That said, considerable restoration work and decision-making remains, including plaster repair, painting, and window treatments in the ballroom and determining an appropriate use for the former dining room, where, despite their decrepit state, clerestory windows offer impressive views of the city. Leahy’s charge is to advance physical improvements to the building, along with leading efforts to secure the future of MCMA. “We now run a coding program for middle school students in the old mechanical drawing classroom,” she says. “And since this building has always been a center for knowledge, we’re thinking about that as we move forward. How do we bring some of that programming back?” Some initiatives are already in place. “Makers at the Hall,” a series of talks on the last Wednesday of the month year-round (except for June through August) is free for members and open to all for a modest ticket price. Upcoming presenters include chocolatier Catherine Wiersema of Chocolats Passion and potter and activist Ayumi Horie. The ballroom, which has become a popular wedding venue, also hosts the Portland Swing Project, performances by Palaver Strings, and events for the Portland Society for Architecture. “We recently had Startup Maine in here, and we’re doing Lily King’s book launch in March,” says Leahy. “We’re trying to tap into the history of the building, and the mission of the organization—that idea of the diffusion of useful knowledge.”
For his tenacity in leading recent restoration efforts, Leahy credits Tom Blackburn, a former MCMA board member and retired general contractor who became hall superintendent four years ago. “In 1943 the ballroom was closed to the public, and when I got involved I looked at the financials and realized we needed to open up the venues in order to make sufficient funds to survive,” Blackburn says. Last June, a wall that had divided the ballroom into photography and art studios came down, and a catering prep kitchen was created in an adjacent former office. “When they took the sledgehammer to that giant wall and I watched light come from the windows across the floor, it gave me goose bumps,” says Leahy.
Beginning in 2013, restoration at Mechanics’ Hall has been supported by various grants funded by the City of Portland, the Maine Historic Preservation Commission, and private foundations, as well as by trade unions associated with MCMA and individual members. A grant from the Stephen and Tabitha King Foundation helped to launch the work in the library, which is being done in phases. “Over the years, more and more books had been added, and there hadn’t been a culling of the collection, so you couldn’t really walk through the stacks,” says Leahy. Presumably made by a MCMA member, the unusual wood and wrought iron stacks have been repositioned to make the library ADA compliant, and the lighting has been retrofitted and turned into ceiling fixtures. Window restoration, seating, and the additional of study carrels are all part of the next phase.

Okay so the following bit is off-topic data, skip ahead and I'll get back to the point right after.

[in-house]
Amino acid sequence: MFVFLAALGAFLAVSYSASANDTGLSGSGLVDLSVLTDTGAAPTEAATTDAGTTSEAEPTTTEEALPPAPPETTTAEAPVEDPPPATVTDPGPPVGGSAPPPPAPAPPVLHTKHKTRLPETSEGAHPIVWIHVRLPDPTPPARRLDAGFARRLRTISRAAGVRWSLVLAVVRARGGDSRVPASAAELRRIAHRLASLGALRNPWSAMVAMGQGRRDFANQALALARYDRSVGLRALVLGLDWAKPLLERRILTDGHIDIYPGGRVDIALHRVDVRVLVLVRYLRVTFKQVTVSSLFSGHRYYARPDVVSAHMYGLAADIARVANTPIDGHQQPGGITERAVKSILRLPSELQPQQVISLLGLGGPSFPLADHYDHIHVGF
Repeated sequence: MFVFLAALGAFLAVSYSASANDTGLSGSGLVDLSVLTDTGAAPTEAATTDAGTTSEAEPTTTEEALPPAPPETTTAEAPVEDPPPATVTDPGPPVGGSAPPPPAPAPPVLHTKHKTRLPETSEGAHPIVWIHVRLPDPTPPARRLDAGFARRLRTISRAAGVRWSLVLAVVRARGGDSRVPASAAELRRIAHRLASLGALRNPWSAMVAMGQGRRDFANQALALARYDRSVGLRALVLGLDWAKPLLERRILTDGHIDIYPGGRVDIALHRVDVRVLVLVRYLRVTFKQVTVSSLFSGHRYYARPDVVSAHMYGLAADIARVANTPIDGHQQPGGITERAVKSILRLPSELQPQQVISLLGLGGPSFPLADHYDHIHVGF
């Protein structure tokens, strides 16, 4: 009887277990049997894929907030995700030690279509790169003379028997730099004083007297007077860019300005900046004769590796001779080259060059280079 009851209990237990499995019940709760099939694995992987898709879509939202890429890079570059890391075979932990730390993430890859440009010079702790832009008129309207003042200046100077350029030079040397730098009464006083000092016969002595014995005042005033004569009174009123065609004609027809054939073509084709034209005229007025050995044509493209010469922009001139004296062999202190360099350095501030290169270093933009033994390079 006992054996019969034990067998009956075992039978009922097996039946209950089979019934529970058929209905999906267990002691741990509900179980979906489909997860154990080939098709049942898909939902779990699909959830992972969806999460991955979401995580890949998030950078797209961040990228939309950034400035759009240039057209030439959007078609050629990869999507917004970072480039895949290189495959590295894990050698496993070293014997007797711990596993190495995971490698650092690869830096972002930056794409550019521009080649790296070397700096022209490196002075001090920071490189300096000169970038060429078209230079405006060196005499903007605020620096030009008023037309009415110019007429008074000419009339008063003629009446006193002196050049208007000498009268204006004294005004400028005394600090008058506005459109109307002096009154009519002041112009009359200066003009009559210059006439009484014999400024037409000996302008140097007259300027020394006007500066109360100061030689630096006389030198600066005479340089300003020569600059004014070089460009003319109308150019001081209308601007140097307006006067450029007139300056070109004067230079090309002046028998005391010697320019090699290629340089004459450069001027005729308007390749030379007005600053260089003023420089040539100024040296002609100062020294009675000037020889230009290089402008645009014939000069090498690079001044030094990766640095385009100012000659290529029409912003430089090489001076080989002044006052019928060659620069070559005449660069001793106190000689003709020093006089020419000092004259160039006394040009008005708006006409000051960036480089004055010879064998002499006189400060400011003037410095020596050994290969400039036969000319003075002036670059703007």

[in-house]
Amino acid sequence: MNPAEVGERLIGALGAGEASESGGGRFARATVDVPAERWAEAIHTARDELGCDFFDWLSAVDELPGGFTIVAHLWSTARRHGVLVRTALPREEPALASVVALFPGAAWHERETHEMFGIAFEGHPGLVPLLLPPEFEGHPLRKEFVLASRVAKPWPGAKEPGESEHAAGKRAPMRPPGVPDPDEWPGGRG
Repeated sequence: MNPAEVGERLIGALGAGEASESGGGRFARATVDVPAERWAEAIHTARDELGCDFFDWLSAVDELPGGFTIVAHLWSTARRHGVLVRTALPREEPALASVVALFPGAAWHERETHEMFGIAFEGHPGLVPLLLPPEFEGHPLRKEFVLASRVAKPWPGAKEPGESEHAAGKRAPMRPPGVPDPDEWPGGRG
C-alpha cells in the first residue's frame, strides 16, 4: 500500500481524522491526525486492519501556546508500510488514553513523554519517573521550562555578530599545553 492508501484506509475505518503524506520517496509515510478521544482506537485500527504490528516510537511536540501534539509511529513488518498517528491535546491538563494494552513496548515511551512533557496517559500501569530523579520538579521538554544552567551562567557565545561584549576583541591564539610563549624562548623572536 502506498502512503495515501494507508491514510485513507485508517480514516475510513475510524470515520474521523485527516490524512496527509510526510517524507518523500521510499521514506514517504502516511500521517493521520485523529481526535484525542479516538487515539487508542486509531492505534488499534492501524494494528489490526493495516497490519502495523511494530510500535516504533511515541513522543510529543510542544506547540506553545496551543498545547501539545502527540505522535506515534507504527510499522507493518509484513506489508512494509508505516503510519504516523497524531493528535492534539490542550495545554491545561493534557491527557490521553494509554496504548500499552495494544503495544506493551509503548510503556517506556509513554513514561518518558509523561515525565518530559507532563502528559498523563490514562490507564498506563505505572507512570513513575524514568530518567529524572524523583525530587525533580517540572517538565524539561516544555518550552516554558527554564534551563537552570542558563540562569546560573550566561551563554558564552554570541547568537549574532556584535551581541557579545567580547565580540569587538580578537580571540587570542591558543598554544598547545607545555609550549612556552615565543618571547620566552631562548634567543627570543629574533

In late 2016 the MCMA commissioned Portland’s Barba and Wheelock Architects to produce a Historic Structure Report, a comprehensive document that serves as a master plan for Mechanics’ Hall. It includes a design for an addition to the back of the building that would house an elevator and a second staircase, allowing the front elevator to be removed and the circular main stairs to be restored. “Taking down the wall changed the whole feel, and now it’s back to being a grand ballroom,” says architect Nancy Barba. “But it hasn’t been able to serve in its full capacity because of egress limitation.” Restoring the main staircase will continue the work Barba’s firm did to improve the building’s entrance hall sequence. “There are doors, and transom windows, and lots of detail; we had to figure out how to retain the character and still meet the city’s fire code,” Barba says. For her and her partner, architect Cynthia Wheelock, Mechanics’ Hall was a familiar and beloved landmark. “At the time, our office was right across the street, and we had been looking at it for years before getting involved,” Barba says. “It’s so unusual to have a privately-owned building like this in a highly developable area in the middle of Portland—it’s an urban survivor. And it’s an important social center for everything it has been doing all along.”
It’s also unusual for the mission of a 200-year-old organization to remain so relevant today. Covering a wall in the library are sepiatoned portraits of long-ago MCMA leaders, many with familiar Portland names: Holden, Stevens, Winslow, Baker. “They were representative of the work and the desire to create an environment for tradespeople and artisans to expand their minds,” says Leahy. Given the strength of the makers movement in Maine, and a renewed interest in the trades, the future of Mechanics’ Hall—both the building itself and the work it supports—looks especially bright.